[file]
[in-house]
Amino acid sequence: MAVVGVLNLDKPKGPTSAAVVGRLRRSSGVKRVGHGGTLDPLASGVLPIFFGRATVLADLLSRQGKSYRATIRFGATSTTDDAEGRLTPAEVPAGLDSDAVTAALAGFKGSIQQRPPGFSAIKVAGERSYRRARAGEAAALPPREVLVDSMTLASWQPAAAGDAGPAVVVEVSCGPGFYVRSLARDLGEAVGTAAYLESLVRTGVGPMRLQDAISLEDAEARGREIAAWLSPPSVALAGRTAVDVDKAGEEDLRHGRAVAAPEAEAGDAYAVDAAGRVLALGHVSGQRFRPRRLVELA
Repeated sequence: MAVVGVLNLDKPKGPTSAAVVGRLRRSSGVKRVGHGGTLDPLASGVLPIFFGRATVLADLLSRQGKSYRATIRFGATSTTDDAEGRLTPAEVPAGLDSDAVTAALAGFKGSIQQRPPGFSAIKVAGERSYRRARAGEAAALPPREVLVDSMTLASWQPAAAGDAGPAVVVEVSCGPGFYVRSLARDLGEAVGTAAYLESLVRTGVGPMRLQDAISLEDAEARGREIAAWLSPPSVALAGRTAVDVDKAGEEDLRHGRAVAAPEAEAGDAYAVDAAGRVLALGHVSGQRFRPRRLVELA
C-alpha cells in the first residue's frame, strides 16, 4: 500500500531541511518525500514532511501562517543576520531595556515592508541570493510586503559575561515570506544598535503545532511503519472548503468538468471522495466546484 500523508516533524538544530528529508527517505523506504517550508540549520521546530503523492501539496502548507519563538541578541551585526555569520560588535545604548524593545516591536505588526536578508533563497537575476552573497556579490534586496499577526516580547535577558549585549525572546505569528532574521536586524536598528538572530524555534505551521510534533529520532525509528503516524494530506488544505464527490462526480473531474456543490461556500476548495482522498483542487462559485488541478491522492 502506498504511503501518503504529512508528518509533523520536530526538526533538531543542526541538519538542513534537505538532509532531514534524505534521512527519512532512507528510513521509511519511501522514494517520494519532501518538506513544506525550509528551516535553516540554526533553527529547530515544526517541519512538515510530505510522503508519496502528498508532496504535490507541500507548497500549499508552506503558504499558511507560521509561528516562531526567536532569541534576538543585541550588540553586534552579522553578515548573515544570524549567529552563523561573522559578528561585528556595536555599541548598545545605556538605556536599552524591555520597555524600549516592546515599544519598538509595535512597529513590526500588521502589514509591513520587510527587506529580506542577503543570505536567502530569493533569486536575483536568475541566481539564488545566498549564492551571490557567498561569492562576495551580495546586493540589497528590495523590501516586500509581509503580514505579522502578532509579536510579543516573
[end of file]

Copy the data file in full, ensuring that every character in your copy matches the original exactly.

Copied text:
[in-house]
Amino acid sequence: MAVVGVLNLDKPKGPTSAAVVGRLRRSSGVKRVGHGGTLDPLASGVLPIFFGRATVLADLLSRQGKSYRATIRFGATSTTDDAEGRLTPAEVPAGLDSDAVTAALAGFKGSIQQRPPGFSAIKVAGERSYRRARAGEAAALPPREVLVDSMTLASWQPAAAGDAGPAVVVEVSCGPGFYVRSLARDLGEAVGTAAYLESLVRTGVGPMRLQDAISLEDAEARGREIAAWLSPPSVALAGRTAVDVDKAGEEDLRHGRAVAAPEAEAGDAYAVDAAGRVLALGHVSGQRFRPRRLVELA
Repeated sequence: MAVVGVLNLDKPKGPTSAAVVGRLRRSSGVKRVGHGGTLDPLASGVLPIFFGRATVLADLLSRQGKSYRATIRFGATSTTDDAEGRLTPAEVPAGLDSDAVTAALAGFKGSIQQRPPGFSAIKVAGERSYRRARAGEAAALPPREVLVDSMTLASWQPAAAGDAGPAVVVEVSCGPGFYVRSLARDLGEAVGTAAYLESLVRTGVGPMRLQDAISLEDAEARGREIAAWLSPPSVALAGRTAVDVDKAGEEDLRHGRAVAAPEAEAGDAYAVDAAGRVLALGHVSGQRFRPRRLVELA
C-alpha cells in the first residue's frame, strides 16, 4: 500500500531541511518525500514532511501562517543576520531595556515592508541570493510586503559575561515570506544598535503545532511503519472548503468538468471522495466546484 500523508516533524538544530528529508527517505523506504517550508540549520521546530503523492501539496502548507519563538541578541551585526555569520560588535545604548524593545516591536505588526536578508533563497537575476552573497556579490534586496499577526516580547535577558549585549525572546505569528532574521536586524536598528538572530524555534505551521510534533529520532525509528503516524494530506488544505464527490462526480473531474456543490461556500476548495482522498483542487462559485488541478491522492 502506498504511503501518503504529512508528518509533523520536530526538526533538531543542526541538519538542513534537505538532509532531514534524505534521512527519512532512507528510513521509511519511501522514494517520494519532501518538506513544506525550509528551516535553516540554526533553527529547530515544526517541519512538515510530505510522503508519496502528498508532496504535490507541500507548497500549499508552506503558504499558511507560521509561528516562531526567536532569541534576538543585541550588540553586534552579522553578515548573515544570524549567529552563523561573522559578528561585528556595536555599541548598545545605556538605556536599552524591555520597555524600549516592546515599544519598538509595535512597529513590526500588521502589514509591513520587510527587506529580506542577503543570505536567502530569493533569486536575483536568475541566481539564488545566498549564492551571490557567498561569492562576495551580495546586493540589497528590495523590501516586500509581509503580514505579522502578532509579536510579543516573